Incidentally, this understanding based on the plain reading perfectly fits Paul’s comments about Jesus in 2 Corinthians 8:9: “For you know the grace of our Lord Jesus Christ, that though he was rich, yet for your sake he became poor, so that you by his poverty might become rich.” This clearly tells us that Christ had something very valuable that he gave up for our sake. This is just like Paul’s statement to the Philippians: “although he was existing in God’s form (‘he was rich’), he emptied himself, and took on the form of a slave (‘he became poor for our sake’).” In addition, these two texts (Philippians 2:5-11 and 2 Corinthians 8:9) also appear to harmonize wonderfully with Jesus’ statement in John 17:5: “Father, glorify me alongside [para] yourself with the glory I had alongside [para] you before the world was”—language suggesting, again, that Jesus had something valuable at one time that he gave up (See para with the dative of person = by the side of, beside, by with in G. Abbott-Smith, A Manual Greek Lexicon of the New Testament, pp. 336-337).

When all these points are kept in mind, Paul’s statement in 2 Corinthians 8:9 seems like it means: “although Christ was rich (though he ‘had glory’ with God before the world was) he became poor (he emptied himself of his ‘god’ form and took on a slave’s form when he appeared in the likeness of men/and the word1 became flesh) for our sake, so that through his poverty (through his human life, sacrificial service, and ultimate death) we might become rich.”

4. Psalm 110:1The Distinction Between the Messiah (Adoni) and Yahweh

Marc still has not given a satisfactory response to this passage. The teaching of the Psalm is supported by Passages like 1 Timothy 2:5, which among other passages demonstrates the distinction between the exalted man Christ Jesus and the Father. This will become increasingly significant as I try to demonstrate more thoroughly in the latter part of this debate, what I mentioned in my first presentation, namely how a Trinitarian perspective cannot coherently be maintained. Only by recognizing that Jesus is a separate entity from the one who gave him life can we make sense of some very plain biblical texts that become muddled if there are more than one Almighty beings. That Jesus is a separate individual—and I do not mean that in a philosophical sense where, for instance, “person” does not mean individual entities with individual wills that they may choose to offer in harmonious cooperation with another (or not)—that Jesus is a separate individual from the Father who is Almighty God is easily demonstrated.


In preparing for this discussion, I have done a lot of reading. I’ve reviewed the first debate that I had with Mark June – October 2006, and I’ve tried to keep up with the most current discussions available on the topic. Two excellent resources that I would recommend, regardless of the position you embrace, are, on the Trinitarian side, Robert Bowman’s and J.E. Komoszewski’s Putting Jesus in His Place: The Case for the Deity of Christ , which reads a lot like Marc in some specific points of argumentation. On the strict monotheist side, see Patrick Navas’ Divine Truth or Human Tradition: A Reconsideration of the Roman Catholic – Protestant Doctrine of the Trinity in Light of the Hebrew and Christian Scriptures (That’s really the whole title!). I’ve spent a lot of time talking with Patrick about issues in this discussion, and respect his balance and fair-mindedness immensely (There are differences on the Jesus is not Almighty God side too!), sometimes even embracing perspectives that he tried to provide with equanimity, some of his insights appearing in my share of the present debate.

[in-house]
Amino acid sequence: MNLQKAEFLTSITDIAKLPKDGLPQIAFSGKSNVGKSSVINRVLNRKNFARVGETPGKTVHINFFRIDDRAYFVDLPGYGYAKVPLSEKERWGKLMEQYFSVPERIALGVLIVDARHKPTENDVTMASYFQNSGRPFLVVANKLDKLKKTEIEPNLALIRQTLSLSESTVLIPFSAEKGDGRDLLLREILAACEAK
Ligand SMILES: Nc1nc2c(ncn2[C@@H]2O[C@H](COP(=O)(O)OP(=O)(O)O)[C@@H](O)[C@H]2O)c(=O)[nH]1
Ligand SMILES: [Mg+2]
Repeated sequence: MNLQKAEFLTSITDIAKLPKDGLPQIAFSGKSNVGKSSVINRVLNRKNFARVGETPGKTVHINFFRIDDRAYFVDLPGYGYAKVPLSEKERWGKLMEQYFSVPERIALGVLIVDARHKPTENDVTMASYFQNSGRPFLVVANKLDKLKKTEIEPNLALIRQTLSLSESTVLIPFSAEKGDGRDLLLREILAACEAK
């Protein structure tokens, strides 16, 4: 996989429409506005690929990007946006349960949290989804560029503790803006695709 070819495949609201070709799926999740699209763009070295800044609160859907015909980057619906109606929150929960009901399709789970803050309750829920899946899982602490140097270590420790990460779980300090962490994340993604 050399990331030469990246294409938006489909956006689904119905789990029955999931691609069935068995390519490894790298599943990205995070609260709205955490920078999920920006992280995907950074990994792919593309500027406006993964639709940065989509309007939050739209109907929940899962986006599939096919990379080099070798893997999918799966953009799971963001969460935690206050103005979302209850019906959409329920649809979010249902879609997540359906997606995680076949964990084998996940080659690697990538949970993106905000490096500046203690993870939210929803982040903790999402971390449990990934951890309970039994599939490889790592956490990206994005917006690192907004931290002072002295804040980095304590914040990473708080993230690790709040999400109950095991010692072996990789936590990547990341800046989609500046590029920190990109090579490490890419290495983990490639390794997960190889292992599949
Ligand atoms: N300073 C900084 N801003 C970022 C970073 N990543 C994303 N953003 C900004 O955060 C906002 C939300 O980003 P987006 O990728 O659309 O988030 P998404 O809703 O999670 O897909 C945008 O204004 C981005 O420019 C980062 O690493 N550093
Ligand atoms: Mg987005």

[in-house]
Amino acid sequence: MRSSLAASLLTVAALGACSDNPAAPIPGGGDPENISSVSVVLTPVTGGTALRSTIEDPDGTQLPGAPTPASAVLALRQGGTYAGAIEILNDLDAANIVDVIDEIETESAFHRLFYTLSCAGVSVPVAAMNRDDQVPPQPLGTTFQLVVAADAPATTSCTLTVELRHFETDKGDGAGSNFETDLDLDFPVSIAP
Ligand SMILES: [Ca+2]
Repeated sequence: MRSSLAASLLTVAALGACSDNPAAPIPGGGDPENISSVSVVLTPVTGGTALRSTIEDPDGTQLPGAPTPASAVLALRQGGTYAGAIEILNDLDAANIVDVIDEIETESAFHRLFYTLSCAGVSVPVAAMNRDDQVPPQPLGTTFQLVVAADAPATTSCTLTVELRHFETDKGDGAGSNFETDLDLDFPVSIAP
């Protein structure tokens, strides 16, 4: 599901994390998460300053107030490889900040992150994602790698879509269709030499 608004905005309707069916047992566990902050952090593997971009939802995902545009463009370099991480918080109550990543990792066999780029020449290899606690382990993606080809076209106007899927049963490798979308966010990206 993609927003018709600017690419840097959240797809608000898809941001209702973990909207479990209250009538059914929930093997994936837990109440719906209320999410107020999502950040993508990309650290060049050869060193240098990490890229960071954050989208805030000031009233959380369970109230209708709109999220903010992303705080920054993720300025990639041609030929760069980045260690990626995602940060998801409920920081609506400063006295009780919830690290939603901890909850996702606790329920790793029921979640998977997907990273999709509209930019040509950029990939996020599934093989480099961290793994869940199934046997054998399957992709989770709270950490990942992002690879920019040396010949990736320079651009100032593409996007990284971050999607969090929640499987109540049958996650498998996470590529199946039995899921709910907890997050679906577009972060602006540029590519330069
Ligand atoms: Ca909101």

6 Responses to “2nd Unitarian Constructive (3a)”

  1. on 01 Sep 2010 at 1:56 amMarc Taylor

    Hello Danny,

    I would like to ask you when you think Christ’s existence began?

    Thank you

  2. on 01 Sep 2010 at 10:04 amDanny André Dixon


    Please clarify the question. If you are asking what I think you are asking, as “the Word,” (later fully revealed name being “The Word of God”), as God’s agent of creation, was given life as a divine being before the beginning of the physical universe. So as the Word he made all that came to be.


  3. on 01 Sep 2010 at 10:07 amDanny Dixon


    I would like to ask you a question (I know we’ll have five formal ones apiece for the regular debate fields).

    Do you believe in the Eternal Begottenness of the Son of God as do most Trinitarians?


  4. on 01 Sep 2010 at 10:36 amDanny Dixon


    Let me clarify in answering your question.

    1. I believe the “Christ” existed formerly as “The Word” “in the beginning” (John 1:1). It was before this beginning that God gave “the Word” life (John 5:26; 6:57) as a “unique” (Greek: monogenes) being who was “one of a kind” as compared with other sons of God (angels).

    2. I take “in the beginning” to mean sometime before the “in the beginning” of Genesis 1:1 when God created the heavens and the earth (the universe).

    3. The Word was existing as “a divine being” or as “a god” for some time “with God” before the beginning, and it is through the agency of the Word that all things that “came to be” (the universe) were made

    Hope this helps. Please ask for clarification if I have been more confusing than I was earlier.



  5. on 02 Sep 2010 at 4:42 amMarc Taylor

    Hello Danny,

    Yes I believe in the eternal begotteness of the Son of God.

    Thanks for clarifying your position.



  6. on 03 Sep 2010 at 12:30 amDanny Dixon

    Thank you, Marc for your answer to my question.


    Danny Andre’